Pharmacist Gets Six Months in Prison for Fatal Prescription Error
I don’t believe in criminalizing errors and putting people in jail for honest mistakes.
Here’s one where the supervisor (a pharmacist – Eric Cropp) pleaded guilty to involuntary manslaughter and received a six month sentence, plus six months house arrest, plus three years probation, plus 400 hours of community service, plus a $5,000 fine after a technician made a mistake in mixing a chemotherapy prescription (ended up with 23% saline rather than 1%) and killed a two year old.
Here’s a quote from a USA Today article about the mistake:
“Dudash, in her statement, wrote that she told Cropp, “This doesn’t seem right,” after preparing the intravenous solution for Emily’s chemotherapy. Cropp “shrugged it off,” she wrote. Joann Predina, a pharmacy board investigator, found Dudash had spent time on the Internet “planning her wedding” during a lull before the error.
Cropp, in his own notarized statement to the board, wrote that he had been rushed, “which caused me to miss any flags that Katie had done something wrong.”
Unlike Cropp, Dudash has not faced disciplinary action or prosecution. In part, that’s because Ohio is among at least 11 states that do not regulate pharmacy technicians. In Ohio, “The technician has no legal responsibility. It all falls back on the shoulders of the pharmacist,” says Tim Benedict, assistant director of the state’s pharmacy board.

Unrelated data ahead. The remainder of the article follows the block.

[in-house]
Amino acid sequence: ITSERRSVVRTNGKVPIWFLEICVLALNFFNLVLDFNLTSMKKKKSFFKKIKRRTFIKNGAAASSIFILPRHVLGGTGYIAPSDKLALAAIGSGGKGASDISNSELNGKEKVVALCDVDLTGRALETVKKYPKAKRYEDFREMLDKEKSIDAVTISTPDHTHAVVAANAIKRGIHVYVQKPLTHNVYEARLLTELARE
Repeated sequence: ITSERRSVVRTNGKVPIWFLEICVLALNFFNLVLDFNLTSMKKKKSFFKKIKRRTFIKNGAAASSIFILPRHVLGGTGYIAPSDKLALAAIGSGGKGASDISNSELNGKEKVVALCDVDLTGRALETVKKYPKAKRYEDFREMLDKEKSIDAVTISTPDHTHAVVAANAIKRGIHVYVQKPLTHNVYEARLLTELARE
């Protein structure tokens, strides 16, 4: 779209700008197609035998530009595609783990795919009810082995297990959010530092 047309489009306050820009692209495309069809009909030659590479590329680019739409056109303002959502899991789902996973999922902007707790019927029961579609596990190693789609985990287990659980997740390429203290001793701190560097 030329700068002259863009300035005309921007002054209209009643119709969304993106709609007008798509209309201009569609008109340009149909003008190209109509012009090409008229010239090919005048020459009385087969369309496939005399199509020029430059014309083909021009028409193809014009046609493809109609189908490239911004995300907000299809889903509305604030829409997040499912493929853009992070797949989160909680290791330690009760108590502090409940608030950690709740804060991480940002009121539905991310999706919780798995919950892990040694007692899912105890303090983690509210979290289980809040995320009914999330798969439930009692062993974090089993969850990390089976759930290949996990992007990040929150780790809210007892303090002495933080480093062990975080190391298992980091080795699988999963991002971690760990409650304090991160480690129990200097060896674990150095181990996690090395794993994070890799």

After the fatality, Dudash returned to the CVS (CVS) drugstore chain, where she had worked and passed a technician training program before landing the hospital job. CVS spokesman Michael DeAngelis says she now holds a non-pharmacy job and would not grant interviews.”
Here’s another story about the sentinel event that was published in the Cleveland Plain Dealer:
The comments are especially interesting. (One calls for the death penalty while others argue the facts of the case).
It’s hard to tell what the facts were from this news coverage. And, of course, everyone sympathizes with the family that lost their daughter.
What are the required protocols?
How could a mistake like this be made?
Why didn’t the technician use a pre-mixed solution rather than mixing one from scratch?
There seem to be a lot of unanswered questions … maybe they have been answered and just didn’t make it into the press coverage?
But from what I can read here … It’s hard for me to see how a jail sentence for a supervising pharmacist will make the system safer.
A thorough root cause analysis seems like a much better action.